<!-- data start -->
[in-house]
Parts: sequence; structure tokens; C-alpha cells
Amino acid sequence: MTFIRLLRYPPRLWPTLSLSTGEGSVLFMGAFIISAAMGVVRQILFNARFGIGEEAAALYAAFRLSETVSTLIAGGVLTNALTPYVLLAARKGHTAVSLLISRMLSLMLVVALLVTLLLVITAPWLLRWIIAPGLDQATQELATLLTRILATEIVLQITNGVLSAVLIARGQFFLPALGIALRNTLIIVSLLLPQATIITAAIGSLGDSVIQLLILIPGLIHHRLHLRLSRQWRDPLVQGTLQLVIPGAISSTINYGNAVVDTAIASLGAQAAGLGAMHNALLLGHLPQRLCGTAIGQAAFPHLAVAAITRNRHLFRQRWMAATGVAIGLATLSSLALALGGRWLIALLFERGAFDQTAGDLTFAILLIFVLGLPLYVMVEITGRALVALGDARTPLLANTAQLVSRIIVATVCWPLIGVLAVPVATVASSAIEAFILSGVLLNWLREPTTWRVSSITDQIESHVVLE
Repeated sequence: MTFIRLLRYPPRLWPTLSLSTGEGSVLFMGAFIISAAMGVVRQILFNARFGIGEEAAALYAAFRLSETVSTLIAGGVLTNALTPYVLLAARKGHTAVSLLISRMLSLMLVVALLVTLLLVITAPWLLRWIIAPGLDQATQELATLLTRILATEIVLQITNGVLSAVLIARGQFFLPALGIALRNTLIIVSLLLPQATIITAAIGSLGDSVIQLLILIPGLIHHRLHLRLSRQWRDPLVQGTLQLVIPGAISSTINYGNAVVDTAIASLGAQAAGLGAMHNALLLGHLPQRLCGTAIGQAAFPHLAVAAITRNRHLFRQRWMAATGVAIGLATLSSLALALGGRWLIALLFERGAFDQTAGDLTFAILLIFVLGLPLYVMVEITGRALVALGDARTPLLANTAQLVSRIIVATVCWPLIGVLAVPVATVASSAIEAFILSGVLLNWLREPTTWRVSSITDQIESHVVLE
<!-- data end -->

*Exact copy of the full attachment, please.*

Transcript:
[in-house]
Parts: sequence; structure tokens; C-alpha cells
Amino acid sequence: MTFIRLLRYPPRLWPTLSLSTGEGSVLFMGAFIISAAMGVVRQILFNARFGIGEEAAALYAAFRLSETVSTLIAGGVLTNALTPYVLLAARKGHTAVSLLISRMLSLMLVVALLVTLLLVITAPWLLRWIIAPGLDQATQELATLLTRILATEIVLQITNGVLSAVLIARGQFFLPALGIALRNTLIIVSLLLPQATIITAAIGSLGDSVIQLLILIPGLIHHRLHLRLSRQWRDPLVQGTLQLVIPGAISSTINYGNAVVDTAIASLGAQAAGLGAMHNALLLGHLPQRLCGTAIGQAAFPHLAVAAITRNRHLFRQRWMAATGVAIGLATLSSLALALGGRWLIALLFERGAFDQTAGDLTFAILLIFVLGLPLYVMVEITGRALVALGDARTPLLANTAQLVSRIIVATVCWPLIGVLAVPVATVASSAIEAFILSGVLLNWLREPTTWRVSSITDQIESHVVLE
Repeated sequence: MTFIRLLRYPPRLWPTLSLSTGEGSVLFMGAFIISAAMGVVRQILFNARFGIGEEAAALYAAFRLSETVSTLIAGGVLTNALTPYVLLAARKGHTAVSLLISRMLSLMLVVALLVTLLLVITAPWLLRWIIAPGLDQATQELATLLTRILATEIVLQITNGVLSAVLIARGQFFLPALGIALRNTLIIVSLLLPQATIITAAIGSLGDSVIQLLILIPGLIHHRLHLRLSRQWRDPLVQGTLQLVIPGAISSTINYGNAVVDTAIASLGAQAAGLGAMHNALLLGHLPQRLCGTAIGQAAFPHLAVAAITRNRHLFRQRWMAATGVAIGLATLSSLALALGGRWLIALLFERGAFDQTAGDLTFAILLIFVLGLPLYVMVEITGRALVALGDARTPLLANTAQLVSRIIVATVCWPLIGVLAVPVATVASSAIEAFILSGVLLNWLREPTTWRVSSITDQIESHVVLE